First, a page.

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Fast-moving city develops strategy to prevent flooding
Urban flooding is an issue faced by many cities around the country. Because of the fully developed nature of older cities, finding solutions to flooding problems is not an easy task. Many large cities have to choose between flood mitigation and acquiring houses for demolition when dealing with storm water management. The following strategies include an innovative approach to storage under residential streets. Some were used for a project in a Minneapolis residential neighborhood, and others may have applications in other communities.
Tough to catch
The project area is a 225-acre watershed that is predominantly residential with boulevards and backyard trees providing canopy cover. Streets average 30 ft wide with 6-in. curbs and varying slopes. Many of the catch basins are concentrated at the identified local low areas with six to eight catch basins surrounding the low intersection.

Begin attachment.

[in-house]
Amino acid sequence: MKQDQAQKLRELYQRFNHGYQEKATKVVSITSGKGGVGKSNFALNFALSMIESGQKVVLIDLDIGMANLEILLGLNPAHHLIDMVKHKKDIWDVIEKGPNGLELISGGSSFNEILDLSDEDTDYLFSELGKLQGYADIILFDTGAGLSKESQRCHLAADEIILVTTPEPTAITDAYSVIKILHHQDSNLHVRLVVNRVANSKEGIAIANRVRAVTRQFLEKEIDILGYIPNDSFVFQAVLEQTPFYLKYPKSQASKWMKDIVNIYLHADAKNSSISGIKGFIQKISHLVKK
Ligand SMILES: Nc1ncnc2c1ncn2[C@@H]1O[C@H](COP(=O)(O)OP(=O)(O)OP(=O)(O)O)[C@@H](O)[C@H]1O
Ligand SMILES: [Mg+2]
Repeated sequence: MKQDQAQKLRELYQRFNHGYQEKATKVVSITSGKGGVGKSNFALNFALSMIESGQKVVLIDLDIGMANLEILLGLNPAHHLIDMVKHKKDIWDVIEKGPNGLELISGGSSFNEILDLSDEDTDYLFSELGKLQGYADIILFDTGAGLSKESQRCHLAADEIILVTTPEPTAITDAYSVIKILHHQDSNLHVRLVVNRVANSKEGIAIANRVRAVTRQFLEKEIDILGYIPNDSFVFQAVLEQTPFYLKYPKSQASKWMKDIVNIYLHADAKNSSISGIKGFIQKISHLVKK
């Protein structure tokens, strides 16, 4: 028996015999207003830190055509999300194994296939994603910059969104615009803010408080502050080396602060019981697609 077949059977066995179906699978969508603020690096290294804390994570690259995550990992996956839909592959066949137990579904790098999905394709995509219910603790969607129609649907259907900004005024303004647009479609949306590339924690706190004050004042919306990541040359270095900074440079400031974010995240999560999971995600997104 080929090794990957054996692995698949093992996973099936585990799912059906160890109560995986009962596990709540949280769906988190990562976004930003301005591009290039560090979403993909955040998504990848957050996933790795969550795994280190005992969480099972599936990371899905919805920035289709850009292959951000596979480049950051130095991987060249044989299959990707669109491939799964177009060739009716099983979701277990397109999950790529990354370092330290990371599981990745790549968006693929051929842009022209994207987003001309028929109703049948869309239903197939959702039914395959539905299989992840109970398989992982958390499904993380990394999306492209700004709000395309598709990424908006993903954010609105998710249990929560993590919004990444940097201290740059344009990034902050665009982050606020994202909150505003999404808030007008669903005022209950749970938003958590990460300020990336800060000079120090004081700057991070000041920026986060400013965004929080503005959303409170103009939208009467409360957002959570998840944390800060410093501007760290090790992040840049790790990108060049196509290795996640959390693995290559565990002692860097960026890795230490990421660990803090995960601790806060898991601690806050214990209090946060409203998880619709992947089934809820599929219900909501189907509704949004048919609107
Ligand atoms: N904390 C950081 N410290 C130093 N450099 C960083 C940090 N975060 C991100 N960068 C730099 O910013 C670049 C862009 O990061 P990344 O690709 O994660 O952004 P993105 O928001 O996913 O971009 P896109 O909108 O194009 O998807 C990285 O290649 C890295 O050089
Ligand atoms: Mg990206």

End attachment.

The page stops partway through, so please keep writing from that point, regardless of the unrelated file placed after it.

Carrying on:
Preliminary analysis included setting up a hydrologic and hydraulic model of the watershed. Model results indicated that storm sewers lacked the required capacity to adequately convey peak flows during major storms, so there was significant street flooding. Additionally, a large portion of the flow that caused flooding was due to street conveyance and run-by.